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Am Fam Physician. 2005;71(11):2178

Clinical Question: What is the prognosis for patients who have long-segment Barrett’s esophagus with intestinal metaplasia?

Setting: Outpatient (specialty)

Study Design: Cohort (prospective)

Synopsis: In this long-term, follow-up study, investigators enrolled 105 Dutch patients with at least 3 cm of Barrett’s esophagus, no cancer or high-grade dysplasia, and specialized intestinal metaplasia in a biopsy specimen. Previous studies have shown that only patients with specialized intestinal metaplasia are at risk for progression to cancer or high-grade dysplasia, and that this risk is greater with longer segments of Barrett’s esophagus. Thus, this is a particularly high-risk subset among all patients with Barrett’s esophagus.

Patients were followed for a mean of 12.7 years. Forty-six patients underwent two or more repeat endoscopies; the other 59 had one or no repeat endoscopies during the follow-up period. The physicians of all 105 patients were contacted and asked whether each patient was alive, whether the patient had been diagnosed with esophageal cancer, and, if he or she died, what the cause of death was. Follow-up was complete, with a total of 1,329 patient-years.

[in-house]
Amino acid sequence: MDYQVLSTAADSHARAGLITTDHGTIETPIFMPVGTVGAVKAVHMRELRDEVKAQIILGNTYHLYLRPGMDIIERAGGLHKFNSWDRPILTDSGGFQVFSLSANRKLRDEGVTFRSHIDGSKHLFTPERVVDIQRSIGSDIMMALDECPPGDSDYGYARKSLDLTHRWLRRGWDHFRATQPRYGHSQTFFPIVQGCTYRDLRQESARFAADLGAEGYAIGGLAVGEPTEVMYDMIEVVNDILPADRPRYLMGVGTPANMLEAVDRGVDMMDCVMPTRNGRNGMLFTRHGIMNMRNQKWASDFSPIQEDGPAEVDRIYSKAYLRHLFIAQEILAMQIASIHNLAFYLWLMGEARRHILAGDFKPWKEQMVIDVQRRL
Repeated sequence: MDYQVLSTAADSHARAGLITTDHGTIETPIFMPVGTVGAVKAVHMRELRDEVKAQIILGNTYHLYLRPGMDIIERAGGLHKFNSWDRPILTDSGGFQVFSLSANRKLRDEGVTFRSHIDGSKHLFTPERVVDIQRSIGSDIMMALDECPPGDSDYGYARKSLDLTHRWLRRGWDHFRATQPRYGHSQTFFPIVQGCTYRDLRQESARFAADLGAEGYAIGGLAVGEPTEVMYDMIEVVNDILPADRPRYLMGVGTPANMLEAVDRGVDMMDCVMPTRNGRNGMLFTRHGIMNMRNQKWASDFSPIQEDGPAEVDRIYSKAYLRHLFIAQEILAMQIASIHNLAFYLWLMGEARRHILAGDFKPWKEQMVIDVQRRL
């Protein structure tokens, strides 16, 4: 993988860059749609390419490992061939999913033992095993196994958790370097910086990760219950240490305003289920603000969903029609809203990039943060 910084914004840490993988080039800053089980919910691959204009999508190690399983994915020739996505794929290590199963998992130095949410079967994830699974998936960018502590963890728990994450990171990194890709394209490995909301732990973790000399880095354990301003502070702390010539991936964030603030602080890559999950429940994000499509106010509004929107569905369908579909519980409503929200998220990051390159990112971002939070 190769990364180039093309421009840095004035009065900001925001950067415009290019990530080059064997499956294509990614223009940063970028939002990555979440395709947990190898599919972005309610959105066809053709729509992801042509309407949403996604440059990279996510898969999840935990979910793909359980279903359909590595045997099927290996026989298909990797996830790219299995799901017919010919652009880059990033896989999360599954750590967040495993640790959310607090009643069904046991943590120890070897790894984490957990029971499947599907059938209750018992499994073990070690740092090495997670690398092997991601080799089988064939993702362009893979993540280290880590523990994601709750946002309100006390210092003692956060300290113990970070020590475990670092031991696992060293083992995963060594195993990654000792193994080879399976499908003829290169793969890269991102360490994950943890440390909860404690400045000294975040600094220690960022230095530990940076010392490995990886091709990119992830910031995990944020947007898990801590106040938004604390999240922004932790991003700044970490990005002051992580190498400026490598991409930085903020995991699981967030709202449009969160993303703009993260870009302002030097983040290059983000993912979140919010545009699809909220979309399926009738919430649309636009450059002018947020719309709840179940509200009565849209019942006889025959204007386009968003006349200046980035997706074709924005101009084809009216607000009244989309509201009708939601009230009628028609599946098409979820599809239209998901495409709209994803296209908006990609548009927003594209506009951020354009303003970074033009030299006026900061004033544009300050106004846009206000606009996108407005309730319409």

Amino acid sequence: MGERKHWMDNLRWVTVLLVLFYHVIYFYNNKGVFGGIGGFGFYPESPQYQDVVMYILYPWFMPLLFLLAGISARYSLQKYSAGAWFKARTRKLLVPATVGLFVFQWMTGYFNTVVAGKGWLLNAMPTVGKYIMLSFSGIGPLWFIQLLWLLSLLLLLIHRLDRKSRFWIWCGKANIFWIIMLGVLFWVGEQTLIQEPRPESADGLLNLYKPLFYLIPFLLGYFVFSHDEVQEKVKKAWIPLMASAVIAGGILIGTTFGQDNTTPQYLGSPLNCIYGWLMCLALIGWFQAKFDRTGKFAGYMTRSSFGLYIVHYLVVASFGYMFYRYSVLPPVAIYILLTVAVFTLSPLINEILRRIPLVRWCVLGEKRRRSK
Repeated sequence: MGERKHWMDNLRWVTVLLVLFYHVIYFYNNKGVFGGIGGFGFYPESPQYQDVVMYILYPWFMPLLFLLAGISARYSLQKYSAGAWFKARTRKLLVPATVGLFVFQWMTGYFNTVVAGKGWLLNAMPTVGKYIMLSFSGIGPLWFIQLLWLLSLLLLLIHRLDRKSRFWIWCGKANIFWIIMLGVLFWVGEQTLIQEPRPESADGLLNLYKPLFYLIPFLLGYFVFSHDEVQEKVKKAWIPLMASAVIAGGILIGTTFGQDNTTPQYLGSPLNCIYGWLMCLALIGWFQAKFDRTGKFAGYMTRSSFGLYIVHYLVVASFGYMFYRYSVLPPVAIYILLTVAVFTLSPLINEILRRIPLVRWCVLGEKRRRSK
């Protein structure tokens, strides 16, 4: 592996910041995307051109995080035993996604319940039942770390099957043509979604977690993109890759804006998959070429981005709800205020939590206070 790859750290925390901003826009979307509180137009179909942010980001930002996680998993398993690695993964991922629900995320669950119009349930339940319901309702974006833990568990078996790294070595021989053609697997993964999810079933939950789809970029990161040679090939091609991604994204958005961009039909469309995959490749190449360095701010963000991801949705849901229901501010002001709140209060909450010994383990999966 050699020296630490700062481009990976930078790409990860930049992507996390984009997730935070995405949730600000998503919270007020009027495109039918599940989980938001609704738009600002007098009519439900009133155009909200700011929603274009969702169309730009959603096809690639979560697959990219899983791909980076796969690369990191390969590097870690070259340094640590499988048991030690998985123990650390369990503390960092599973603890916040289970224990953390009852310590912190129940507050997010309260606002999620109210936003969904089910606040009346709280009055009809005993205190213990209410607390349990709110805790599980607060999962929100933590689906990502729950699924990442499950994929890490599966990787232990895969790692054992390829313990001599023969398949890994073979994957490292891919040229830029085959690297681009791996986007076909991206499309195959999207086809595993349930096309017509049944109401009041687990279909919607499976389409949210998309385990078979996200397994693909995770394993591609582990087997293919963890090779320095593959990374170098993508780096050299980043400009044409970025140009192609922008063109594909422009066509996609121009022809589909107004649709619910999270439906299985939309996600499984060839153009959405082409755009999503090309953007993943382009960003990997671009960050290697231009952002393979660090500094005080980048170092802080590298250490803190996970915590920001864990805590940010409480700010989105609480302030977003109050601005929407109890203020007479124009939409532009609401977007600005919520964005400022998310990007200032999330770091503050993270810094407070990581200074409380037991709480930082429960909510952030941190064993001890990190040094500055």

Although 72 patients died during the follow-up period, only three died of esophageal cancer. Five patients were diagnosed with high-grade dysplasia and six were diagnosed with cancer during the follow-up period, an average of 0.8 percent per year. Some patients may have died with esophageal cancer or high-grade dysplasia that was undetected because not all had regular endoscopy.

Bottom Line: Esophageal cancer is uncommon, even in patients with long segment Barrett’s esophagus and intestinal metaplasia. Whether intensive endoscopic surveillance improves clinical outcomes is unclear. Nevertheless, endoscopic surveillance remains the standard of care in most countries. (Level of Evidence: 1b–)

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